It isn’t that the prophets of the scriptures and the latter days teach us about the Gospel, it’s not the Gospel this thing over here, and then there are these teachings over there and somehow maybe they match up. It’s that the scriptures and their teachings are the Gospel, that’s the good news, the news is that what we learn the things that are conveyed to us, and this is the news that we’re given and they’re the standard by which we are to measure our personal revelations.

We allow it, of course, are expected to live our lives by revelation but the way we know when our revelations are in accord with the will of the Lord is, we can judge them by the standard of the scriptures and of latter day prophets and so that’s the first principle.

The second principle is another one that I think is on the one hand, obvious and on the other hand, more difficult than we might think. Assume that the scriptures mean exactly what they say, and assume that you don’t already know what they say.

That’s not necessarily literalism, because there’s various ways of thinking about literalism. I’ve written about this problem of what literal means. It turns out literal usually means whatever I think the scripture should mean is what the literal meaning is.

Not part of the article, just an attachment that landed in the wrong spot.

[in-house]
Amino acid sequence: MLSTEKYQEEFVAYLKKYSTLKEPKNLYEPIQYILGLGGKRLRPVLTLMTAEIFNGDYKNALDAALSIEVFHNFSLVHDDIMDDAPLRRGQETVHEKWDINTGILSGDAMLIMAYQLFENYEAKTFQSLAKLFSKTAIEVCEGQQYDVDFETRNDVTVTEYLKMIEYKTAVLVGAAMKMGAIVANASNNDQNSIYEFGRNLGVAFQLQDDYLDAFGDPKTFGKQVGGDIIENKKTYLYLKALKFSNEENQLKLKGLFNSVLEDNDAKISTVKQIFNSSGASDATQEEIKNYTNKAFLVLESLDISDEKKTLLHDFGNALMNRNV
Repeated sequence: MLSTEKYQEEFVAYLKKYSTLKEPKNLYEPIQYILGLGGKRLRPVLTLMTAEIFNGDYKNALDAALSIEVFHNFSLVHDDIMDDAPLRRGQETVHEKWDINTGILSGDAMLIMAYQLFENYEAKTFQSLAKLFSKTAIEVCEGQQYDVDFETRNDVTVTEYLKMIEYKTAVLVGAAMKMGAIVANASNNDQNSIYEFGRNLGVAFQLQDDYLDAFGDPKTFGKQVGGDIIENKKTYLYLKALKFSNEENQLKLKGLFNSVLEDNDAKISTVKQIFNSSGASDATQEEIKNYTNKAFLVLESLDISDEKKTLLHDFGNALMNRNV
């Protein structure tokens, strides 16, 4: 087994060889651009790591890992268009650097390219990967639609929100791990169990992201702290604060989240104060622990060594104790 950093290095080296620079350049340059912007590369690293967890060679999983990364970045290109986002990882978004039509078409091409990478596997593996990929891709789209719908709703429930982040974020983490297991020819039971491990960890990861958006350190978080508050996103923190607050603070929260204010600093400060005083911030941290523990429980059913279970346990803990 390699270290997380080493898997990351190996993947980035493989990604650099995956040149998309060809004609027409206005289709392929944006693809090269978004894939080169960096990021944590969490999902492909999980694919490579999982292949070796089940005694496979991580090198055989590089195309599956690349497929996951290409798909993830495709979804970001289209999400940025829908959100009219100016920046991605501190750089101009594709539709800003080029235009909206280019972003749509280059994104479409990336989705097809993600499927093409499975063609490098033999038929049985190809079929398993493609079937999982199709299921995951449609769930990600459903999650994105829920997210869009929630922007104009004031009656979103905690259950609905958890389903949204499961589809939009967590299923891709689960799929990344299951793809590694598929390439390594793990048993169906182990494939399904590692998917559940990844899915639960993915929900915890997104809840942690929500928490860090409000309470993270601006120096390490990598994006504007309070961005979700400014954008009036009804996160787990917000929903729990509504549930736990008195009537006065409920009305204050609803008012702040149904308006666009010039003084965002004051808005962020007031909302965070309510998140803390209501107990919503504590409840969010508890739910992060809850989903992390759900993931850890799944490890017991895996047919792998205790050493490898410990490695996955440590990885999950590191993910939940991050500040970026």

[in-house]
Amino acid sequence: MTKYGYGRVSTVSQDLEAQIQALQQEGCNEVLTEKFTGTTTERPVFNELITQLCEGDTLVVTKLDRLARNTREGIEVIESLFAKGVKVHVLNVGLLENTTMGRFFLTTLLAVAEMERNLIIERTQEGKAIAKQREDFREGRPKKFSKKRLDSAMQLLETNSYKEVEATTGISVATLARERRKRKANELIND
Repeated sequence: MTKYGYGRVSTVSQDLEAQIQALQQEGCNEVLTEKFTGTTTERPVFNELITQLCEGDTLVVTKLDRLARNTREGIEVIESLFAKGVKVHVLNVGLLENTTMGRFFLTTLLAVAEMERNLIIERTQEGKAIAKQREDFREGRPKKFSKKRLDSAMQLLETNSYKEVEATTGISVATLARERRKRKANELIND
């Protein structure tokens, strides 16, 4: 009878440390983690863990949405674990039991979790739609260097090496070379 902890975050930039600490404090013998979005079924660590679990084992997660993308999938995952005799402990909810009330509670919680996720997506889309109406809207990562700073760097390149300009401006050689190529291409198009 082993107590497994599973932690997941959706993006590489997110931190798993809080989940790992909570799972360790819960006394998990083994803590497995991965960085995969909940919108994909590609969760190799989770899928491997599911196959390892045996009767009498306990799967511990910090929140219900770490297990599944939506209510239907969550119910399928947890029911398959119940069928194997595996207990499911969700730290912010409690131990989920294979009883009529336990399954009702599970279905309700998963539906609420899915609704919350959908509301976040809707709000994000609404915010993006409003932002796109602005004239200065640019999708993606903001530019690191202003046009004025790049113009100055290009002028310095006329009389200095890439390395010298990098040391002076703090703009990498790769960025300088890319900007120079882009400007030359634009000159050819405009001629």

So I don’t worry too I’m not gonna worry too much about what that word means, but I want to say is when I say that we should assume the scriptures mean exactly what they say that sometimes they say things to disturb us or that make us think wow I just I’m not sure I believe that.

And when they say that that’s the time for us to stop and take stock and say if the scriptures mean what they say if they really mean what they say, how do I think about my own beliefs in with regard to them, maybe I need to revise them, my beliefs.